Per the codes - R20 interior + R5 continuous exterior for the walls. With that as many building scientists will tell you following that will lead to issues especially if one is using fiberglass inside due to dew point issues. Many would say 1/4 to 1/2 of the total insulation R Value should be outside the structure) Going with closed cell throughout you could possibly eliminate the exterior (assuming the building inspector approves) if you fill the cavities completely & do a great job air sealing the rest of the areas (sill plates, top, seams, penetrations in wall, floor, attic, etc...) At minimum that would get you an R32 for the cavities. One big issue you also must take into account is each bathroom & kitchen must not only be vented to the exterior but they must also be used to help keep the Humidity levels down around the 40% mark. Basement floors should not be insulated unless you are running radiant heat - it is the walls that need it & you are looking at an R15 at minimum if continuous. I would also recommend following that through on the crawlspace walls also and eliminate venting creating a "sealed crawl" By doing this properly, following the rest of the codes, making sure you manage the moisture you should have a much more comfortable home with a lot less issues and lower heating costs.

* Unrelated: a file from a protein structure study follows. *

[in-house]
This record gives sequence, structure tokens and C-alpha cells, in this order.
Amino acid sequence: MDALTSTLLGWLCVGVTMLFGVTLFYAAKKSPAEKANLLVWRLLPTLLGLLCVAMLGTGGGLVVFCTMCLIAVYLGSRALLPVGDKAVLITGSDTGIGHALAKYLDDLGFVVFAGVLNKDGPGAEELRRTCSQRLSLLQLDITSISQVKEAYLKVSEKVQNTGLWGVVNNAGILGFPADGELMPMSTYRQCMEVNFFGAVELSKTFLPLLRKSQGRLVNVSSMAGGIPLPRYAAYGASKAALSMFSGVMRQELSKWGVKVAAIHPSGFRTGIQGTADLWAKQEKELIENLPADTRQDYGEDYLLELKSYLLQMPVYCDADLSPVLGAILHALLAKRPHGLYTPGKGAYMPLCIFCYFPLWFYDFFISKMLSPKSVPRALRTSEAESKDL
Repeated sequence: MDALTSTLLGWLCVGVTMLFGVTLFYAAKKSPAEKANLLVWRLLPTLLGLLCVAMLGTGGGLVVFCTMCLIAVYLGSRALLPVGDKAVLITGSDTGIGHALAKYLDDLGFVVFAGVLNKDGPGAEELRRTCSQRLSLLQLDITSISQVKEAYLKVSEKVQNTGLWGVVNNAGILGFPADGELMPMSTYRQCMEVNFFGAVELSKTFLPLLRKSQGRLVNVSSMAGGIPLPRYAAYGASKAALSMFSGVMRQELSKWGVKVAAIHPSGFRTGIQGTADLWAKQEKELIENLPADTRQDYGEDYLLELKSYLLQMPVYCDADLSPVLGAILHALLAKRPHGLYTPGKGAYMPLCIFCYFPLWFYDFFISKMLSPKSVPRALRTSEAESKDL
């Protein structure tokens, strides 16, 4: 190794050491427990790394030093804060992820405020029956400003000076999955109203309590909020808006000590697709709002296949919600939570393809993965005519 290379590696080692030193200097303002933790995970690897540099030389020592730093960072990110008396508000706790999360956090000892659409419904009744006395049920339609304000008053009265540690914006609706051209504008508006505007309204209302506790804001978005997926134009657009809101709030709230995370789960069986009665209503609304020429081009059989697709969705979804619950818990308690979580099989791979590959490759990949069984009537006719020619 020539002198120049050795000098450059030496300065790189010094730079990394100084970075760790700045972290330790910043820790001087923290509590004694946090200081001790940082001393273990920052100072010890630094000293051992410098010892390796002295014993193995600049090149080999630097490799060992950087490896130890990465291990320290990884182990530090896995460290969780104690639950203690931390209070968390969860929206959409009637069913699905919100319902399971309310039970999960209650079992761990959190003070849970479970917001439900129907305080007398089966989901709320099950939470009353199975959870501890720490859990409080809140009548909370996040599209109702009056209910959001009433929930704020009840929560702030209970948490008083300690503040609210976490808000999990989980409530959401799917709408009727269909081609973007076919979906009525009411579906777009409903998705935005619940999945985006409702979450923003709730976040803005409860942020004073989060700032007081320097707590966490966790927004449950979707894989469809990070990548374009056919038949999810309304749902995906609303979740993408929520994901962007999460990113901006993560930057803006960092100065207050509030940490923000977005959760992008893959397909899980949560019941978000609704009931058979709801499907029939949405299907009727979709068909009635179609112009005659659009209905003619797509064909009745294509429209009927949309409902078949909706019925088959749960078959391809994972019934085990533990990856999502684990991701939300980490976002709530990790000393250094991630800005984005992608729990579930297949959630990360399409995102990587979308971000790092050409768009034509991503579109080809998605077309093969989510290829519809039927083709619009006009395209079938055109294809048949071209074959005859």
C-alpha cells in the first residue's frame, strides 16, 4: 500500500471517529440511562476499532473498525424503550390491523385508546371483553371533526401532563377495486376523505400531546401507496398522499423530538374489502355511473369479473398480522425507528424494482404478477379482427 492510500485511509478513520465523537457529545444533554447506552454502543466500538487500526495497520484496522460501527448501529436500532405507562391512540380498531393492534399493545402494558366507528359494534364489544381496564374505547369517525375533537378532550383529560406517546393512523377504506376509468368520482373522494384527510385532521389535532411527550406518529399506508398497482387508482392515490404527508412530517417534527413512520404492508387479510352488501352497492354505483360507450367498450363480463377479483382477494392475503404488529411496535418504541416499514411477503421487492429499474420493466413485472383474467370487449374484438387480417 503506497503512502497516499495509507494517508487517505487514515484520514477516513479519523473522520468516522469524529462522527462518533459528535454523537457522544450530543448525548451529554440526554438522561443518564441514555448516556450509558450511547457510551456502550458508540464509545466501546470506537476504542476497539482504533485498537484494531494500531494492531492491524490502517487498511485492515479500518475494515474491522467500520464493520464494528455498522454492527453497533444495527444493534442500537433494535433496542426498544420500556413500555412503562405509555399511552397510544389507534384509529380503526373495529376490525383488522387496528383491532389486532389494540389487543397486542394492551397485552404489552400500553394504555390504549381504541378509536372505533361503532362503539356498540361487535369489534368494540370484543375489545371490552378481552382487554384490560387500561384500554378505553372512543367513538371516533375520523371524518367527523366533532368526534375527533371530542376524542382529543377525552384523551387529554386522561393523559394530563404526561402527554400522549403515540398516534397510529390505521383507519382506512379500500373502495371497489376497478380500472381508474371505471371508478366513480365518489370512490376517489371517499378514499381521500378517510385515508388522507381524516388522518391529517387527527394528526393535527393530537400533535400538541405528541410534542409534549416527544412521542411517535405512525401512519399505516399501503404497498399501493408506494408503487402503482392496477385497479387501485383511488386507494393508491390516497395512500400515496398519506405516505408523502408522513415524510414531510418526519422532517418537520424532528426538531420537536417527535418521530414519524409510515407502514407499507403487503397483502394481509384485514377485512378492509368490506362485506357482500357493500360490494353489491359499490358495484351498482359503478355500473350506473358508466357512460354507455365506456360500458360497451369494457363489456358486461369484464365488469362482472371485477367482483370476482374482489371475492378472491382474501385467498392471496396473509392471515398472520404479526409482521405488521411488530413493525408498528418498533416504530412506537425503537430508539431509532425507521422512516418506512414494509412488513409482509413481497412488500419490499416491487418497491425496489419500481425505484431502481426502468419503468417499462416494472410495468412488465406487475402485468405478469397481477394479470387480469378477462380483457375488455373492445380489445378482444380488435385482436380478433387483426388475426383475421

recommended ext wall insulation R factor w/ closed cell foam in a 2x6 wall in Maine would be? Also recommended bsmnt first floor R w foam.
recommended ext wall insulation R factor w/ closed cell foam in a 2x6 wall in Maine would be? Also recommended bsmnt first floor R w foam.Asked by bruce salvo
Wood construction in Maine with full basement and crawl spaces, wood siding, stone base.... hardwood floors